Council member Peggy Wells said the village should contact the state directly or Gov. John Kasich and demand more information regarding the project.

“The state has treated the village, council, and mayor like the proverbial mushroom,” Masone said. “They’ve kept us in the dark and fed us crap. They’ve told us nothing and I don’t see that changing.” He said some people associated with the village have given up trying to receive information from ODNR. “They stonewall you trying to get factual information,” Masone said. “I went to many of those meetings at the (Buckeye Lake Winery) to hear nothing truthful. They caused this; Buckeye Lake Village didn’t cause this. They tell us nothing! There’s no way for us to have a plan because you can’t plan for stuff they won’t tell you about.”

The issue will be further discussed during a public safety committee meeting May 13, 6:15 p.m. at the village offices. It is a public meeting.

In other council news:

• Council members declared their desire to rescind approval of a treasurer’s report which included a $5,818.39 phone bill resulting from an alleged ‘hacking’ incident of the village phone system, involving international phone calls placed November 4, 2015. “I personally want to take back my approval of last month’s treasurer’s report,” Wells said. “I really don’t plan on approving any future treasurer’s reports until more clarification is given. It’s not a condemnation of the fiscal officer at all,” Wells said. It’s a concern for my personal liability because we each have a fidiciary responsibility in approving the payment of our expenses. Wells said she wasn’t aware that the treasurer’s report included payment for a fraudulent phone bill.

“I would do the same,” Wolfe said agreeing with Wells. He said he would like to see a check register included with the treasurer’s report.

At the April 25 council meeting, Mayor Clay Carroll reported someone hacked into the village’s telephone system and ran up a $16,000 bill for international calls. He said he negotiated the bill down and the FBI is investigating the circumstances. He said the April payment of $5,818.39 was necessary to keep Time Warner from shutting down phone and internet service.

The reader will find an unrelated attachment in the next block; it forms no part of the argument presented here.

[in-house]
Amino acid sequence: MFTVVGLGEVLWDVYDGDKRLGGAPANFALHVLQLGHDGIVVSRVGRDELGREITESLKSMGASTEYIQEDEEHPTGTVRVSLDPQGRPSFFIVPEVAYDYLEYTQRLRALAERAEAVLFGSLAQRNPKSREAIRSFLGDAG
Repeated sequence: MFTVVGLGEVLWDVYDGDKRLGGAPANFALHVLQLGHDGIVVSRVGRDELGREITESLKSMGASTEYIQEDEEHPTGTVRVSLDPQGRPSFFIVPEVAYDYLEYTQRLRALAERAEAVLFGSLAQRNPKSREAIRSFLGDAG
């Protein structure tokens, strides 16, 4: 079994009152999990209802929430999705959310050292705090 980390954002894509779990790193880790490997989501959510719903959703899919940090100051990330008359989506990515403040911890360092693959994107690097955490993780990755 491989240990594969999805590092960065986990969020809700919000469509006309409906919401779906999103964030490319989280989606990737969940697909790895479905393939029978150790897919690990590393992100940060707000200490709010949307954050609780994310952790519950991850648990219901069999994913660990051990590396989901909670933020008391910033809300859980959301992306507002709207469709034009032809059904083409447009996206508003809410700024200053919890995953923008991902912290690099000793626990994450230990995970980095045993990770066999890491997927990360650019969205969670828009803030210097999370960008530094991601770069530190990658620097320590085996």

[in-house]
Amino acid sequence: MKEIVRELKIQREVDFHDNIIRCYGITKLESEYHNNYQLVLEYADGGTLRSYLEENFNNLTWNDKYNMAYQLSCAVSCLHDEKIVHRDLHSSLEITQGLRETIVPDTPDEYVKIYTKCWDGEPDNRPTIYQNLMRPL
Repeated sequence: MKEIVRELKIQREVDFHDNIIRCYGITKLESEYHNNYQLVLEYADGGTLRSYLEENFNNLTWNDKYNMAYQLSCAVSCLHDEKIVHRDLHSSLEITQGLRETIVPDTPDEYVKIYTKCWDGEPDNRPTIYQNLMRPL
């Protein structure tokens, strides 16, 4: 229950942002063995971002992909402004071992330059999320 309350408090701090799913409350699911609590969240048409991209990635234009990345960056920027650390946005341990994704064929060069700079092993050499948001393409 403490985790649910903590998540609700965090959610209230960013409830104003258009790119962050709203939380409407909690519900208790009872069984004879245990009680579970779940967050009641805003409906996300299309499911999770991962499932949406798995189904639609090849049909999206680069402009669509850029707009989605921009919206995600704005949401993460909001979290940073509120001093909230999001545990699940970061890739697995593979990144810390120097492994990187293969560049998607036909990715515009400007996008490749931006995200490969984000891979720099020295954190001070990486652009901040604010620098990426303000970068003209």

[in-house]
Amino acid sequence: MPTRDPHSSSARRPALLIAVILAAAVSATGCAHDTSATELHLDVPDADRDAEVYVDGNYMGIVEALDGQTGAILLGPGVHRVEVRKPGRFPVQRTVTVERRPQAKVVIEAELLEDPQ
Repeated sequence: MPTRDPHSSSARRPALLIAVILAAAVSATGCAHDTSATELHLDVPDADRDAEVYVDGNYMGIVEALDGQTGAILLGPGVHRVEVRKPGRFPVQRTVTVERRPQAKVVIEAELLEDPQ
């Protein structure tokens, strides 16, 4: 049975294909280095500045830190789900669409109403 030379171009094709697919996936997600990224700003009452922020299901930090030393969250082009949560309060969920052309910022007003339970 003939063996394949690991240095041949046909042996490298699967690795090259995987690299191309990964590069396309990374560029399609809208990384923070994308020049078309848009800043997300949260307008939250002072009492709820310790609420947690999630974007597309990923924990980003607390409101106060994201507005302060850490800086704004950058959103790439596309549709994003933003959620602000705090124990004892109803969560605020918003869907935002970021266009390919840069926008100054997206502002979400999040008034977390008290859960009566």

Ryan said he wouldn’t have approved the treasurer’s report either had he known about the phone issue. He wondered why the village didn’t contact the solicitor before paying the $5,300. “I would not have voted to approve it had I known the facts of the telephone situation,” Ryan said. “I would have wanted to know where the money came from and why the solicitor wasn’t consulted.” He said he wouldn’t approve the existing treasurer’s report either.

Zwissler agreed. “I feel we weren’t given enough information and the information we got was contradictory to the facts,” she said, adding she would rescind her approval of the previous treasurer’s report if she could. A motion to approve the current treasurer’s report failed 0 – 6. Council Member Arletta Ruton and Mayor Clay Carroll were absent.

• There will be a kick-off celebration for the Community Garden Workshop presented by the Licking County Master Gardeners at Ryan-Braden Park Saturday, May 14, noon to 2 p.m. The Buckeye Lake Fire Department will be represented during the event, which may also feature a visit from a Lifeflight helicopter.